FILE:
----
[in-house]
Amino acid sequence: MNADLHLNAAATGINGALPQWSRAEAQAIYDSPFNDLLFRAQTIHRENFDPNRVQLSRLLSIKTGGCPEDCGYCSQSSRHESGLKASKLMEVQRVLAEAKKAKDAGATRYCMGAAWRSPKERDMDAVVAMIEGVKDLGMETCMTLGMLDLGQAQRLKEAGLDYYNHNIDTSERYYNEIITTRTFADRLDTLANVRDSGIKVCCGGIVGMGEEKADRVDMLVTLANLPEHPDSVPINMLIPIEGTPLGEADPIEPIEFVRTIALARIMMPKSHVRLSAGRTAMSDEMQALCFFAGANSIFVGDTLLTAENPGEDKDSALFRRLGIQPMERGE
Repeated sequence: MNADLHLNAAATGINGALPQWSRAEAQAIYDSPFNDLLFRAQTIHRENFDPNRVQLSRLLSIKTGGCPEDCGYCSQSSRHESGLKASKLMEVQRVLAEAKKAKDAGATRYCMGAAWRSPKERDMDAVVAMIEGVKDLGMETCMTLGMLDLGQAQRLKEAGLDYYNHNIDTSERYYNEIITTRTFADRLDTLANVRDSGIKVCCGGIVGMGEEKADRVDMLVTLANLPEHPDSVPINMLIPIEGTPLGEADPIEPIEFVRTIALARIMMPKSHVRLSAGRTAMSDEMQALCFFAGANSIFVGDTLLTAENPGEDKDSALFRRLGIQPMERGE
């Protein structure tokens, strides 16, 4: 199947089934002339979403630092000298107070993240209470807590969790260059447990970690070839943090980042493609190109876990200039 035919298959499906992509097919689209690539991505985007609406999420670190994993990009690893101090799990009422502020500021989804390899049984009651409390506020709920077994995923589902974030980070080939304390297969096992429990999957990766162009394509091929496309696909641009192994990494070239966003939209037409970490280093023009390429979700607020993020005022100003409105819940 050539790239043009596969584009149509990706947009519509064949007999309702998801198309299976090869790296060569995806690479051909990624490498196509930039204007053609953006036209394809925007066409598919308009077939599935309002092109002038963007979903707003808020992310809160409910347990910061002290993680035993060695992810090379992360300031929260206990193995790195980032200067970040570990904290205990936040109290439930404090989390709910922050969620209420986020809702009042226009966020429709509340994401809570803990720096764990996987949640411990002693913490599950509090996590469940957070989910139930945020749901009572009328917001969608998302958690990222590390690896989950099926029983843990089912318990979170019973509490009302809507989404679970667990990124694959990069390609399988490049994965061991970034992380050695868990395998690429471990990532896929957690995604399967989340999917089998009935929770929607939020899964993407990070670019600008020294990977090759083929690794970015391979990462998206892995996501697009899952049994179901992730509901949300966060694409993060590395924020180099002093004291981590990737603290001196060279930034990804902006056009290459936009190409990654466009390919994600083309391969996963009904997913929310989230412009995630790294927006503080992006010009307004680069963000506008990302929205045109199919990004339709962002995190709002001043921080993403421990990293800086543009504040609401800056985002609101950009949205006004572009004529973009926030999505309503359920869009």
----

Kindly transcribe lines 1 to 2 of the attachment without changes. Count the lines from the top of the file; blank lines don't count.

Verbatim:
[in-house]
Amino acid sequence: MNADLHLNAAATGINGALPQWSRAEAQAIYDSPFNDLLFRAQTIHRENFDPNRVQLSRLLSIKTGGCPEDCGYCSQSSRHESGLKASKLMEVQRVLAEAKKAKDAGATRYCMGAAWRSPKERDMDAVVAMIEGVKDLGMETCMTLGMLDLGQAQRLKEAGLDYYNHNIDTSERYYNEIITTRTFADRLDTLANVRDSGIKVCCGGIVGMGEEKADRVDMLVTLANLPEHPDSVPINMLIPIEGTPLGEADPIEPIEFVRTIALARIMMPKSHVRLSAGRTAMSDEMQALCFFAGANSIFVGDTLLTAENPGEDKDSALFRRLGIQPMERGE